An independent legal aid fee review panel, publicly funded training grants and developing robust mechanisms to measure legal need to inform the commissioning of services are just a few of the detailed recommendations made by a cross-party group of MPs following what is believed to be the biggest legal aid inquiry ever conducted.

A year after holding the first of six evidence sessions with frontline practitioners, the Westminster Commission on Legal Aid has today published its findings and recommendations in a 95-page report.

Recommendations are costed where possible. For instance, increasing fees in line with inflation would cost an estimated £171m more per annum in civil and family. Reversing a 8.75% cut made to criminal legal aid fees in 2014 would cost £60m per annum without any inflationary increase.

Karen Buck

Labour MP Karen Buck chaired the commission

Source: UK Parliament

The independent legal aid review panel would be similar in nature to the Review Body on Doctors’ and Dentists’ Remuneration.

The report reveals that the Ministry of Justice is developing a high-level ‘legal needs dashboard’ collating information from the likes of HM Courts & Tribunals Service and local authorities. The dashboard will help officials to understand drivers for legal need and pressure points in the justice system. However, the commission recommends the ministry collaborate with external experts to develop a mechanism for regularly monitoring and measuring public need for legal assistance. The findings would be linked to the commissioning of services.

The commission stops short of recommending wholesale structural reform, acknowledging that multiple and competing demands will be placed on the public purse to recover from the pandemic, but points out that the costs of its recommendations would be relatively small compared to other areas of public spending.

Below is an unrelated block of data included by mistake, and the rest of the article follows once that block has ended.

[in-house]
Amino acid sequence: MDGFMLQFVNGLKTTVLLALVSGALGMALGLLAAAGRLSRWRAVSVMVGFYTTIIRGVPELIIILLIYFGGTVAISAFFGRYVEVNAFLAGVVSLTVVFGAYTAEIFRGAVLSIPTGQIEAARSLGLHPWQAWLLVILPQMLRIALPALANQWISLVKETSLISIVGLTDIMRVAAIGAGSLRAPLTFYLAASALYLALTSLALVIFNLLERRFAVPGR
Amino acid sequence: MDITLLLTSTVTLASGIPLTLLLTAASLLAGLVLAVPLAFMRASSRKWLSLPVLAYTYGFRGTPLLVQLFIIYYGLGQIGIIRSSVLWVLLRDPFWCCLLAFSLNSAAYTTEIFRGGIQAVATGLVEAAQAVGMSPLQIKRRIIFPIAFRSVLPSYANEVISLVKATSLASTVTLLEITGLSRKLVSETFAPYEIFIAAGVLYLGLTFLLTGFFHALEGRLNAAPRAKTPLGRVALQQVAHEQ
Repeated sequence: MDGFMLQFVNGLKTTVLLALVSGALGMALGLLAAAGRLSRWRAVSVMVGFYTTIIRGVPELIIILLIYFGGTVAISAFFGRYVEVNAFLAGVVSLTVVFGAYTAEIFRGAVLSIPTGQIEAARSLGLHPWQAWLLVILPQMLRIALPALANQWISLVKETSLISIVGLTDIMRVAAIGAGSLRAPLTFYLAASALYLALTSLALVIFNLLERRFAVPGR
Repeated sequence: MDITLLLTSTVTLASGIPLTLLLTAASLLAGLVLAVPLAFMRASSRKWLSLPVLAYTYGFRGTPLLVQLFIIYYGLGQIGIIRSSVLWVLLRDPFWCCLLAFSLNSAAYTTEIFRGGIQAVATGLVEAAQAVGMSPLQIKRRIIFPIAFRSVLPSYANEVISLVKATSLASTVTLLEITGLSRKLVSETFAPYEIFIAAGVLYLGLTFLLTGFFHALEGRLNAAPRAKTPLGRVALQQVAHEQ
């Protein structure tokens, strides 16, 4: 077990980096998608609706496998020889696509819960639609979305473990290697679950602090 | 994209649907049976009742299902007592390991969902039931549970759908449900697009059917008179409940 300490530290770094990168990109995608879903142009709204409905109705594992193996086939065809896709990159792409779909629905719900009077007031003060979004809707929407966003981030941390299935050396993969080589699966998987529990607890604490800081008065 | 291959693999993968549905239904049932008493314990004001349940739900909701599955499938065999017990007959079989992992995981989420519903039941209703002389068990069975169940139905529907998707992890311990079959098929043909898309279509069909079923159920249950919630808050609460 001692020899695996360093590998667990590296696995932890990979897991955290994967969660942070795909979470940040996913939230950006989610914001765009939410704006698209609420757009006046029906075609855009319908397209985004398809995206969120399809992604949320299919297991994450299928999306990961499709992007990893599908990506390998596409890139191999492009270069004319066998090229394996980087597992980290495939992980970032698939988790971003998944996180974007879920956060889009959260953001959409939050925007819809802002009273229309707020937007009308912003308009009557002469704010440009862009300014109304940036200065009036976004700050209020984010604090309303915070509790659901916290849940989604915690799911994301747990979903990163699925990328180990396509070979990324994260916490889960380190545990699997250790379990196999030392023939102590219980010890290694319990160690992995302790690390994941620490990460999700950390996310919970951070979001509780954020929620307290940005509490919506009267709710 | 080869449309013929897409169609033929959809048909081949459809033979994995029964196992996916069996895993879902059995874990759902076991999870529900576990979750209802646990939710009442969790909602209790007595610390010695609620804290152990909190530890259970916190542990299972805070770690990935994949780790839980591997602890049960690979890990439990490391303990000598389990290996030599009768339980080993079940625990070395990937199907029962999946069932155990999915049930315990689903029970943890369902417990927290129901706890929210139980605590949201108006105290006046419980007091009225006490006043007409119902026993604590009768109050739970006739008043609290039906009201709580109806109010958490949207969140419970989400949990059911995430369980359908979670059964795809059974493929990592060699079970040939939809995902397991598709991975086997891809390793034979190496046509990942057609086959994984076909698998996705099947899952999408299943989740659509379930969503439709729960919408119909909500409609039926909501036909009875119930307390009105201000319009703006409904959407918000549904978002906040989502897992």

The commission was chaired by Labour MP Karen Buck. Conservative MP and solicitor James Daly was vice-chair. In a foreword to the report, they say: ‘The legal aid system depends on being able to recruit and retain excellent lawyers and to serve all parts of the country, but increasingly that can no longer be relied upon. The time to act is now.’

The commission’s report comes at a critical moment for the sector. The Ministry of Justice is expected to publish the findings of the Independent Criminal Legal Aid Review and government response by the end of the year. It is also conducting an internal review of civil legal aid sustainability. Publication of the findings of a means test review and policy proposals are overdue. 


  • Increase legal aid fees in line with inflation
  • Reverse the 8.75% cut made to criminal legal aid fees
  • Establish an independent legal aid review panel

Recruitment and retention

  • The Ministry of Justice should fund training and qualification placements within legal aid firms, not-for-profits and chambers

Broadening the scope of civil legal aid and link scope to independent research on legal need

  • Review the scope of civil legal aid and link scope to independent research on legal need

Immediate changes to legal aid scope to increase access to justice

  • Restore legal aid for early legal advice to pre-LASPO position
  • Restore funding for housing disrepair cases
  • Remove barriers to legal advice and representation for those seeking protection from domestic abuse and their families
  • Restore legal aid for private family law and for both sides in a dispute
  • Expand legal aid access for bereaved families at inquests
  • Conduct further research on how to increase capacity of providers in areas currently in scope
  • Develop robust mechanisms for measuring legal need, and link the commissioning of services to that research

Judicial Review

  • Ensure legal aid is paid for all judicial review cases (irrespective of outcome of the case)

Exceptional case funding

  • Overhaul the exceptional case funding scheme

Means testing

  • Ensure the legal aid means test doesn’t prevent those without means from accessing justice